Feeding cereal to your baby too soon may increase the risk that the child later develops Type 1 diabetes, an autoimmune disorder that can lead to severe complications later in life. But, the finding is controversial.
Researchers, led by Jill Norris of the University of Colorado Health Sciences Center in Denver, report in this week's Journal of the American Medical Associaton that it may not be a good idea to feed babies infant cereal too soon after birth.
"We found that timing of the introduction of cereal in the infant diet may play a role in why people get autoimmunity or Type 1 diabetes," she said.
Autoimmunity occurs when a person's immune system cells attack their body. The process is thought to trigger a number of diseases, including Type 1, or juvenile diabetes, a disease that can eventually lead to blindness, kidney disease and heart problems.
In a study of almost 1,200 infants between 1994 and 2002, researchers looked at the effect of introducing solid foods between birth and three months of age, and after six months. Pediatricians generally recommend that parents begin infant cereal between four to six months of age.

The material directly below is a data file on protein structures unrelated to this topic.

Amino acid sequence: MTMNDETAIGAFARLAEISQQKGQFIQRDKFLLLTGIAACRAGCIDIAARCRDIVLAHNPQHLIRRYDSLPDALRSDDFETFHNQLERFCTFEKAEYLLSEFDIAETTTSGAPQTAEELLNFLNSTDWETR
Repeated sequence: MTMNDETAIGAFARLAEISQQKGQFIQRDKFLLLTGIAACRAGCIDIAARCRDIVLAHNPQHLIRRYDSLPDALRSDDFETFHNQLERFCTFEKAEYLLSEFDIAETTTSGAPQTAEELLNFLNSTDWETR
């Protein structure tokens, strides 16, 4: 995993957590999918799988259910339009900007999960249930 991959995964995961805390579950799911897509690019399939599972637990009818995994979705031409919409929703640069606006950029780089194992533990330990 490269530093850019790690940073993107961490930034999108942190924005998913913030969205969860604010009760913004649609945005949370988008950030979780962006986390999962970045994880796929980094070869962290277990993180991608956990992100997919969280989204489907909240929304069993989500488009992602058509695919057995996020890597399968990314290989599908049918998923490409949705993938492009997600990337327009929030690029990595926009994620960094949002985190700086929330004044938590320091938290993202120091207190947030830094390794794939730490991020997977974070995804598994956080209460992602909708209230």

"Children exposed to cereals before four months of age were four times as likely to develop diabetes autoimmunity than children who were exposed between four and six months of age," said Jill Norton. "We also showed that children who were not exposed to cereals until after six months of age were five times as likely to develop diabetes autoimmunity than children first exposed between four and six months."
Cereals in combination with breast milk, according to Ms. Norton, appear to decrease the risk of diabetes auto-immunity.
In a related article in the Journal of the American Medical Associaton, German researchers studied the timing of exposures to breast milk, milk formula, and gluten-containing foods, including infant cereal, in 1,600 newborns.
In their article, the German researches conclude that there is a five-fold increase in the risk of juvenile diabetes later in life for babies fed solids before three months of age, but only if their parents are Type 1 diabetics.
An editorial in the journal says parents should be cautious about both findings since the studies only contained a small number of infants, and there is no evidence infants who develop diabetic antibodies will eventually become Type 1 diabetics.